Girls Talk: The Time is Right For Pissing in the Street

By  · Published on January 27th, 2015

Girls Female Author

HBO

Normally Kate and Rob would be discussing the finer points of this blunt episode of Girls, but since they’re at Sundance, I have the privilege, and because I don’t want to ruin the format of their feature, I’m going to have a conversation about the episode despite being only one person. Hopefully it gets confusing.

Fortunately, “Female Author” was ridiculously straightforward. Jessa and Adam bonded over the coffee machine at AA, Marnie and Desi struggle with creative success and romantic failure, Hannah becomes the truth-teller of her writing workshop and Shoshana goes through a completely unnecessary job interview.

Overall, it felt like a filler episode, catching up with everyone in transition without showing any great action – granted, the show has dealt fairly casually even with the aftermath of large dramatic swings, too, but this episode felt especially like it was coasting. That’s not automatically a bad thing, especially for a show that doesn’t often catch its own breath, but let’s get to the conversation.

Scott: This episode dealt almost exclusively in big ideas, but before we talk about that, we have to talk about the absurdity of Jessa being arrested (“Don’t resist!”) by a black cop and later calling it “Stop and Frisk” because she’s a solipsistic moron.

Scott: I’ll agree that the optics were bad on that one, but you have to look at it as a comedic overkill. Maybe even satire. Jessa is a horrible person, sober or not, and we get a strident display of that when she pees (weirdly) into the street and then tries to claim that she’s somehow being oppressed.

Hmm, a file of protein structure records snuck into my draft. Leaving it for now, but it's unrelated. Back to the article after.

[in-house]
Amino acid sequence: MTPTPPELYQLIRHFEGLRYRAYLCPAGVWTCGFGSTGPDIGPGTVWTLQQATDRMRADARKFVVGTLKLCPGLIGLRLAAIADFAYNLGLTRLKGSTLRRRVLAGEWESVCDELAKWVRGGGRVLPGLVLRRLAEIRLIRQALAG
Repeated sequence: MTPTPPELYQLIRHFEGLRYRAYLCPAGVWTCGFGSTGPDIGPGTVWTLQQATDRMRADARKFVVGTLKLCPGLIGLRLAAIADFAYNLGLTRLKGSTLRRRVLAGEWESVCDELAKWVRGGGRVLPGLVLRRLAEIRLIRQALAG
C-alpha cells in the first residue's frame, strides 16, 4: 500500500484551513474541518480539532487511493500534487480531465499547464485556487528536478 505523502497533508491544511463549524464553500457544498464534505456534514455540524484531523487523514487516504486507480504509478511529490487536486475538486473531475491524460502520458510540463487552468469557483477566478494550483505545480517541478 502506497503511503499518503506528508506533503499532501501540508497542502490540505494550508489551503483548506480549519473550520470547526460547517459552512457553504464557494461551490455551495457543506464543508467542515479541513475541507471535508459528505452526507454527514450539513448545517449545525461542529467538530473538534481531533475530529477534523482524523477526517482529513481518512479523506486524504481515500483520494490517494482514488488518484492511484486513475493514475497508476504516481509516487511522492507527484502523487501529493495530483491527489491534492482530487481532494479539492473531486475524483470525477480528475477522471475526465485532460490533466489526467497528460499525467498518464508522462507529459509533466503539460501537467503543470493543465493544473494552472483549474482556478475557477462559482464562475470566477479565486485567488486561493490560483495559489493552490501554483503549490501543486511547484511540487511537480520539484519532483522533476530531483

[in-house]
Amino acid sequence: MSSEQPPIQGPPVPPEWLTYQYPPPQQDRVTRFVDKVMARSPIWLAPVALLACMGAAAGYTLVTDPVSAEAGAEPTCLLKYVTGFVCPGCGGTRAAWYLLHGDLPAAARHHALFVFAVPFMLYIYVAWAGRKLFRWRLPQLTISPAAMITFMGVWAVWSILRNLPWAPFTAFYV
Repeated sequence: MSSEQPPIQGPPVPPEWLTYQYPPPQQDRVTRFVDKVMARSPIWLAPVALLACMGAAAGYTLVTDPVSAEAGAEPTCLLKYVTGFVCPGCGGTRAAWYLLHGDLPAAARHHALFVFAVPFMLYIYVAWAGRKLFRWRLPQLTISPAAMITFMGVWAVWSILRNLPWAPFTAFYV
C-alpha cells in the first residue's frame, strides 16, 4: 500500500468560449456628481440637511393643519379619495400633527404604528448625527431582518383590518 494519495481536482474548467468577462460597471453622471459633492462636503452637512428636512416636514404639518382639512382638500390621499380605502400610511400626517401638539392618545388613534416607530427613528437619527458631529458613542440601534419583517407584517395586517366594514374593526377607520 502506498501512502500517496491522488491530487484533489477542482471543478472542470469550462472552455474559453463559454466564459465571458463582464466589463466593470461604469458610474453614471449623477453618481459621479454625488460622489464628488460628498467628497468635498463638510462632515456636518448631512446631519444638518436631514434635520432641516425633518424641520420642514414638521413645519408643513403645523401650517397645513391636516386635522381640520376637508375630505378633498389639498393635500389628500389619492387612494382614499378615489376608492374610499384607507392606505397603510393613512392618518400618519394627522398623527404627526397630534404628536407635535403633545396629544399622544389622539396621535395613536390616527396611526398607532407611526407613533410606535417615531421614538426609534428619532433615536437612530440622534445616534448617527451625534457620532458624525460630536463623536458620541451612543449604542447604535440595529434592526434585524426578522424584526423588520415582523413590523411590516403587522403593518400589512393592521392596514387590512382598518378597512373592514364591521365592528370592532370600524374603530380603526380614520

Scott: That’s bogus. Making the cop black felt like one of those TV decisions where reality can’t be too strong. Call it bad timing if you have to, but after a year where police brutality was given a national face, and people were shouting in the streets, it’s jaw-droppingly tone deaf to feature a scene like this and top it off with the voice of reason saying, “You don’t resist arrest.” It smacked of apologia for harassment shoved into the show and then under the rug.

Scott: Sorry, the whole thing is too ridiculous, and Jessa is too tragically horrible to take any of that seriously. She’s an idiot who doesn’t think any rules apply to her who gets a reality check on how much they genuinely do. My only issue was that Ray bailed them out. It was interesting to see Jessa show some vulnerability and admit she needs Adam as a friend, but the whole thing might have been appropriately harsher had Ray left her, but not Adam, in the drunk tank to rot a while.

Scott: Agreed on that. Can we get the Shosh job interview scene out of the way?

Scott: Mildly funny filler.

Scott: Yup. Moving on, the most interesting aspect of the show for a while has been Marnie and the juxtaposition of her brightness and stupidity. Her talent and her blind spots.

Scott: Usually meaning men.

Scott: Right. Now we have a situation where she’s the mistress and collaborator, and there’s an underlying sense there, again, that she can’t thrive on her own. She has to have a person beside her – specifically a man – to help convert her talent into success. I know that Girls is almost completely uninterested in showing growth and traditional character arcs, but I can’t help but wonder if the end game for Marnie in Season 10 (or whatever) is that she defines and attains independence for herself.

Scott: I doubt that, mostly because the show thrives on bad decisions and bad influences.